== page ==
This plugin will also do the same 301 redirects for all individual webpages, as well as give you the option of manually redirecting certain pages if you change the post slug of that particular post or page for whatever reason.

    One often forgotten feature is the ability to redirect your posts if you were to change the permalink structure of your blog. For example, if you were to start out with the popular URL structure that many WordPress users use for their blog that includes the dates of the posts in the URL, you could later switch to a different structure (such as removing the date information to improve your search engine rankings) and redirect it with this plugin. It will automatically redirect all of your old posts to your new URL structure and make a flawless redirection for any old inbound links, as well as guide the search engine spiders to index your new post structure. An example of how this would look if I did this for this blog:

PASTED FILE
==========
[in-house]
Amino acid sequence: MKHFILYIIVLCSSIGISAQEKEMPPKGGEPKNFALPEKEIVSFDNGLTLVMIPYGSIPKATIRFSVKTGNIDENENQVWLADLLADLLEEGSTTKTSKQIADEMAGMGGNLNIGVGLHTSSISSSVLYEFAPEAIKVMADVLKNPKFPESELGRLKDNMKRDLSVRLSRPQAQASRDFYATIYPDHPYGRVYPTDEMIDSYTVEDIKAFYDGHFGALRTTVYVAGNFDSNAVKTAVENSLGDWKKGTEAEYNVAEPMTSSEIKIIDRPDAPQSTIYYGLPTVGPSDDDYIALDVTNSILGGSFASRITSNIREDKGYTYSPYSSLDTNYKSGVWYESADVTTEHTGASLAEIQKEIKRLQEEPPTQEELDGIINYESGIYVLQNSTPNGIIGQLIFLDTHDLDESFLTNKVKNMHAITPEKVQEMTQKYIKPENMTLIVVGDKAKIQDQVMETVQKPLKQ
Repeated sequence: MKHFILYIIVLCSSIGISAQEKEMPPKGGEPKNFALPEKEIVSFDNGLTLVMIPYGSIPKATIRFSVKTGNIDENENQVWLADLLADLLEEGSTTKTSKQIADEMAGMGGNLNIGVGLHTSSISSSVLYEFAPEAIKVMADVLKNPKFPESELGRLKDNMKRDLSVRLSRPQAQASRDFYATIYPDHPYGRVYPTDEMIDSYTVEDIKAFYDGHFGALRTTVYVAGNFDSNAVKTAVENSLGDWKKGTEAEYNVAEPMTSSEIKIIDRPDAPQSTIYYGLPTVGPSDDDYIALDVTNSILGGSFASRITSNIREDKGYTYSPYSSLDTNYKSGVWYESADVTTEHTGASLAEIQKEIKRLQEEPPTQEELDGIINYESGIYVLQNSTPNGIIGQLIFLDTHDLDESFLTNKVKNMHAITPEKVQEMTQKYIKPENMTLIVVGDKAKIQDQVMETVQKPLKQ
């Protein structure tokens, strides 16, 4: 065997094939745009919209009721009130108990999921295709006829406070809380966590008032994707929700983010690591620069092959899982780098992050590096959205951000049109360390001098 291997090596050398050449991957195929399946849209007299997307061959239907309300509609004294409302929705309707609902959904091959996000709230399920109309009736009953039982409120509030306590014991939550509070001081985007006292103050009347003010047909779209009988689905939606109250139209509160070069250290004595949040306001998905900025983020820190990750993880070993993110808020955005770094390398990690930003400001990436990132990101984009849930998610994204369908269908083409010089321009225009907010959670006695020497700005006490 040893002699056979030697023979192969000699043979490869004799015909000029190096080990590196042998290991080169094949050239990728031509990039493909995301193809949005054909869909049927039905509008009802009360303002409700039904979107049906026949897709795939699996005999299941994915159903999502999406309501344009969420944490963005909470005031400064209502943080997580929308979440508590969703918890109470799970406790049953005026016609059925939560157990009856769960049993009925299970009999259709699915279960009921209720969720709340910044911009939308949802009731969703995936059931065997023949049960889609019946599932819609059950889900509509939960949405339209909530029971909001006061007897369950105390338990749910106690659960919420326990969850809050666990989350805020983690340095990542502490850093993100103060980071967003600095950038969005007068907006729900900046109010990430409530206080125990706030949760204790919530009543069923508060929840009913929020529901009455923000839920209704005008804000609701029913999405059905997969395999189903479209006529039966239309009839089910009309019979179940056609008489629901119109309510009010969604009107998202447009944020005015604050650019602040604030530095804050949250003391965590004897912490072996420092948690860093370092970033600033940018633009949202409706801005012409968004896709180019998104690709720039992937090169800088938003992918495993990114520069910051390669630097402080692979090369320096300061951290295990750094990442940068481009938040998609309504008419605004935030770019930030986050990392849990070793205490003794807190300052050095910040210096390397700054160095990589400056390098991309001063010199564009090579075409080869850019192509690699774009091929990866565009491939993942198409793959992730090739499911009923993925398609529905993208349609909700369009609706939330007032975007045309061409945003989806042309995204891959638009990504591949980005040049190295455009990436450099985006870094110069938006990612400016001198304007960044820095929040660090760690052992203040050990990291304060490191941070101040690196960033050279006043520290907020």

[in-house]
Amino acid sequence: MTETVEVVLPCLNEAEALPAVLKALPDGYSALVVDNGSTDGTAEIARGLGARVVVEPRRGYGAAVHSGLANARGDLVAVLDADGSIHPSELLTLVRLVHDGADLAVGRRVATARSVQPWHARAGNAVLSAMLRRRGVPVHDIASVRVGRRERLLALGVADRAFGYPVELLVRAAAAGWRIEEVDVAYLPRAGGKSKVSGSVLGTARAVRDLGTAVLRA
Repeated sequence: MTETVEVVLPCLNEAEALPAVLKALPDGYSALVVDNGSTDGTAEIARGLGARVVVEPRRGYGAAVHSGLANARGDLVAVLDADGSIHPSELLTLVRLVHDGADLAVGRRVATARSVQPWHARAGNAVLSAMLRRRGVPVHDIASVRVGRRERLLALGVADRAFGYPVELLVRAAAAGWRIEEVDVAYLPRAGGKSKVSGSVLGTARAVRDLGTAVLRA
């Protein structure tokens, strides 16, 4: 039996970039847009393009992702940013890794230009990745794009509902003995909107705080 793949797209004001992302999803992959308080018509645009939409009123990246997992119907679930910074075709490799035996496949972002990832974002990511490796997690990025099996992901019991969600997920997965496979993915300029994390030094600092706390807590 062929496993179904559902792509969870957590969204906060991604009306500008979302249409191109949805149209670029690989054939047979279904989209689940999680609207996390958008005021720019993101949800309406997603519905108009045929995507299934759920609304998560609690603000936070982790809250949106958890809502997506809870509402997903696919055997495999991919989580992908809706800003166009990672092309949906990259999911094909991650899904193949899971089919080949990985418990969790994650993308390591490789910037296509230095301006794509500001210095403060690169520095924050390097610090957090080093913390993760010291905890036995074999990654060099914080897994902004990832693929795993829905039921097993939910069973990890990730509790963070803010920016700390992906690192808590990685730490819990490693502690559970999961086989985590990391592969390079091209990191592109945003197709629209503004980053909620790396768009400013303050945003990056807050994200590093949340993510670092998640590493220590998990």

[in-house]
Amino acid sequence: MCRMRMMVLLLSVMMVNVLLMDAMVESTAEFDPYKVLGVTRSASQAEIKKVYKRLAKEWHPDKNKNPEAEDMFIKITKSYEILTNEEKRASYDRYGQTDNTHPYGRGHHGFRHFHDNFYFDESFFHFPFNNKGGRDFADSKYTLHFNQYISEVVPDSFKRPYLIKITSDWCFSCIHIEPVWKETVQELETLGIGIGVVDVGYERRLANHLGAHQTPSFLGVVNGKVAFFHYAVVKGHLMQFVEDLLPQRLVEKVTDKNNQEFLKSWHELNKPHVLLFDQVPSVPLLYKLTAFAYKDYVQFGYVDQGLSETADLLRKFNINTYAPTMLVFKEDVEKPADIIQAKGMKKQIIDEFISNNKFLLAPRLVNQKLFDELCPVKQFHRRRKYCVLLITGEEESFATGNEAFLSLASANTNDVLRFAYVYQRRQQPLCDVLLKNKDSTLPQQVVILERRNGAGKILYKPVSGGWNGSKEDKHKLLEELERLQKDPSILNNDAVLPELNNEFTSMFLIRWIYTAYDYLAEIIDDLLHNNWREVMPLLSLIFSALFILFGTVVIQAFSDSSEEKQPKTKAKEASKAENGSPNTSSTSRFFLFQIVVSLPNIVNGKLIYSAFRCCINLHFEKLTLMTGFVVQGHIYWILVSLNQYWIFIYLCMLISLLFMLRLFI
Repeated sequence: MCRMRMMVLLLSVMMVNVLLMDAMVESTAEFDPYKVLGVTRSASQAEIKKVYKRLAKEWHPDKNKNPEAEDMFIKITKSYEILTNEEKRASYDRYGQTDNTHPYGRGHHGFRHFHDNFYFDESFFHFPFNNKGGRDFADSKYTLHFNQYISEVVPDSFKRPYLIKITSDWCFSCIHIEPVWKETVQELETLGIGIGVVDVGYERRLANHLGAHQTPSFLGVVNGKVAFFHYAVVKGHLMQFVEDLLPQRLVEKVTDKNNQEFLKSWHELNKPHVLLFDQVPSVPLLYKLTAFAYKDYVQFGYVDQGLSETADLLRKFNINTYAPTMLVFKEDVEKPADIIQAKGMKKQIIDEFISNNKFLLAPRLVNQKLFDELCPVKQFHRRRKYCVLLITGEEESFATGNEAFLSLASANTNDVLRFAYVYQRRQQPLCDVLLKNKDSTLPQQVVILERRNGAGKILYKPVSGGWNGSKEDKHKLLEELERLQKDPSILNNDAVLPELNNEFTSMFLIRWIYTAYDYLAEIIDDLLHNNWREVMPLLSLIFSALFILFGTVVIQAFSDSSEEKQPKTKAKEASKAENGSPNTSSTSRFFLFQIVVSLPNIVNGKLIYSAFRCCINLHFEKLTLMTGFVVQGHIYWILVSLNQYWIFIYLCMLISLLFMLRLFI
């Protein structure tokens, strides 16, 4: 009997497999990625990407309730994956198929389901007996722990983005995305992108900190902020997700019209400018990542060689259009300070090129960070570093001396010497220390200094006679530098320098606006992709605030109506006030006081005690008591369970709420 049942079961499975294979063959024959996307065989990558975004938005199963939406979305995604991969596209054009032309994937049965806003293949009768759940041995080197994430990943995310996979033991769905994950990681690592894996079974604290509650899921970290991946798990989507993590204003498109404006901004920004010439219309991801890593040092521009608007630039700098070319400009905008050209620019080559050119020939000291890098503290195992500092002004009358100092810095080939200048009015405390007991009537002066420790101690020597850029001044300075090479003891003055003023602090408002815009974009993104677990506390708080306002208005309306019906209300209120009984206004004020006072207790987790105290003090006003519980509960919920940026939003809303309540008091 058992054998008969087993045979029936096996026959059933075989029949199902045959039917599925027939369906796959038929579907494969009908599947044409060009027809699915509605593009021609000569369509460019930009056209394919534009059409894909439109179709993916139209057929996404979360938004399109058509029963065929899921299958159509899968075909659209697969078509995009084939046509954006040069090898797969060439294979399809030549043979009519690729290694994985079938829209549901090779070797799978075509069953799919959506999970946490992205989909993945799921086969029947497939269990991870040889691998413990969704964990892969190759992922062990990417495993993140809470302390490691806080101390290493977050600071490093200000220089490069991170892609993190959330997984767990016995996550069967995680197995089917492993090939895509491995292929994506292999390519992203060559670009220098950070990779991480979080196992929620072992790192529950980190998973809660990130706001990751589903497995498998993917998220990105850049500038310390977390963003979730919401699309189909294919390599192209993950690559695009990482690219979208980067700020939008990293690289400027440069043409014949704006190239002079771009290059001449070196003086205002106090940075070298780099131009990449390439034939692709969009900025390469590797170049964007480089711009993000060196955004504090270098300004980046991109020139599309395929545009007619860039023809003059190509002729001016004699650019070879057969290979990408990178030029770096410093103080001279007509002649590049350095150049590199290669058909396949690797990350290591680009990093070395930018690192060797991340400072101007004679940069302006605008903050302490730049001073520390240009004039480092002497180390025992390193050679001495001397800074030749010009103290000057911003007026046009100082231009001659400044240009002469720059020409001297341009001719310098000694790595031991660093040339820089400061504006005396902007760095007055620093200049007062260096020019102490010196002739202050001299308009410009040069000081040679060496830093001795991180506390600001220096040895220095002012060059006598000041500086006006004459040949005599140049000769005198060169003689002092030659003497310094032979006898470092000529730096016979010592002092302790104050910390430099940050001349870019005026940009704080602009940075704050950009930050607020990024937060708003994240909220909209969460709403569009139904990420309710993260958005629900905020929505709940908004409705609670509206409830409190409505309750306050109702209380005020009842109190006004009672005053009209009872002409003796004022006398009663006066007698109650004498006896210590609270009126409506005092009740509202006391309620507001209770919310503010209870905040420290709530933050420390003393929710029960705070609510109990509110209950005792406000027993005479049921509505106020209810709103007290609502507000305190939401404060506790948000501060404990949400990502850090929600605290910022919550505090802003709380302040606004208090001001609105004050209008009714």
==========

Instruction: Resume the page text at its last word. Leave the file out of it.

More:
Old URL:

    New URL:

    What about feed redirection?  Many bloggers now take advantage of the amazing features Feedburner has to offer by setting up their blogs feed with them.   This can prove to be a bit of a headache to adjust all of your blog’s feeds to point to your new Feedburner feed, so this plugin will also take care of this for you. When in the options panel, simply enter your Feedburner feed address and save, and any time someone clicks on your default feed, they will automatically be redirected to your new Feedburner feed. This will help ensure you have an accurate count of feed subscribers, rather than splitting them up on multiple feeds.